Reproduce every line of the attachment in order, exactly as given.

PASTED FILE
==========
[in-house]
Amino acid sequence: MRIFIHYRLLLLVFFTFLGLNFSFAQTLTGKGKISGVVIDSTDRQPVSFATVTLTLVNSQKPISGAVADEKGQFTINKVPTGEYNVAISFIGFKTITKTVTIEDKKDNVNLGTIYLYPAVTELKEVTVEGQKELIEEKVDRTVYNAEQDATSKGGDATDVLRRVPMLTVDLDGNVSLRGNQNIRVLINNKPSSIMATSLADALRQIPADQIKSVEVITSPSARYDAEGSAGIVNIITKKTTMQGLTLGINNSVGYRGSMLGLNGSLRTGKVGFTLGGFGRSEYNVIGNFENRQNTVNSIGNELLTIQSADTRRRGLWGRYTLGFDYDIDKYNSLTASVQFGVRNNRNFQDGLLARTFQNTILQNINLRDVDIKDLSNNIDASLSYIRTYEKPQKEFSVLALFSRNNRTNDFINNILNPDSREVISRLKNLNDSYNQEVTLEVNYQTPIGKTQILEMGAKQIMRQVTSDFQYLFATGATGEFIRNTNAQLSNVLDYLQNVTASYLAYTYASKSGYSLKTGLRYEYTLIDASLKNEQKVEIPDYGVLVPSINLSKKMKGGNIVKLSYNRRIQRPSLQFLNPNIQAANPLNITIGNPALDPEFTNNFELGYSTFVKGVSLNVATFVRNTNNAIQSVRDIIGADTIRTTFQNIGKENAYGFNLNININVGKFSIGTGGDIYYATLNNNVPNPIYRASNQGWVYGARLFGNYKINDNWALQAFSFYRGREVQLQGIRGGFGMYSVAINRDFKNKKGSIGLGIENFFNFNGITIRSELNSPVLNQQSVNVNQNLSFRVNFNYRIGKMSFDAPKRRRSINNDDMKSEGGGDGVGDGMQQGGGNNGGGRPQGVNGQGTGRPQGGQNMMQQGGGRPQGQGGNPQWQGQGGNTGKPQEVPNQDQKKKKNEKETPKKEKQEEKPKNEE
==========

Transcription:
[in-house]
Amino acid sequence: MRIFIHYRLLLLVFFTFLGLNFSFAQTLTGKGKISGVVIDSTDRQPVSFATVTLTLVNSQKPISGAVADEKGQFTINKVPTGEYNVAISFIGFKTITKTVTIEDKKDNVNLGTIYLYPAVTELKEVTVEGQKELIEEKVDRTVYNAEQDATSKGGDATDVLRRVPMLTVDLDGNVSLRGNQNIRVLINNKPSSIMATSLADALRQIPADQIKSVEVITSPSARYDAEGSAGIVNIITKKTTMQGLTLGINNSVGYRGSMLGLNGSLRTGKVGFTLGGFGRSEYNVIGNFENRQNTVNSIGNELLTIQSADTRRRGLWGRYTLGFDYDIDKYNSLTASVQFGVRNNRNFQDGLLARTFQNTILQNINLRDVDIKDLSNNIDASLSYIRTYEKPQKEFSVLALFSRNNRTNDFINNILNPDSREVISRLKNLNDSYNQEVTLEVNYQTPIGKTQILEMGAKQIMRQVTSDFQYLFATGATGEFIRNTNAQLSNVLDYLQNVTASYLAYTYASKSGYSLKTGLRYEYTLIDASLKNEQKVEIPDYGVLVPSINLSKKMKGGNIVKLSYNRRIQRPSLQFLNPNIQAANPLNITIGNPALDPEFTNNFELGYSTFVKGVSLNVATFVRNTNNAIQSVRDIIGADTIRTTFQNIGKENAYGFNLNININVGKFSIGTGGDIYYATLNNNVPNPIYRASNQGWVYGARLFGNYKINDNWALQAFSFYRGREVQLQGIRGGFGMYSVAINRDFKNKKGSIGLGIENFFNFNGITIRSELNSPVLNQQSVNVNQNLSFRVNFNYRIGKMSFDAPKRRRSINNDDMKSEGGGDGVGDGMQQGGGNNGGGRPQGVNGQGTGRPQGGQNMMQQGGGRPQGQGGNPQWQGQGGNTGKPQEVPNQDQKKKKNEKETPKKEKQEEKPKNEE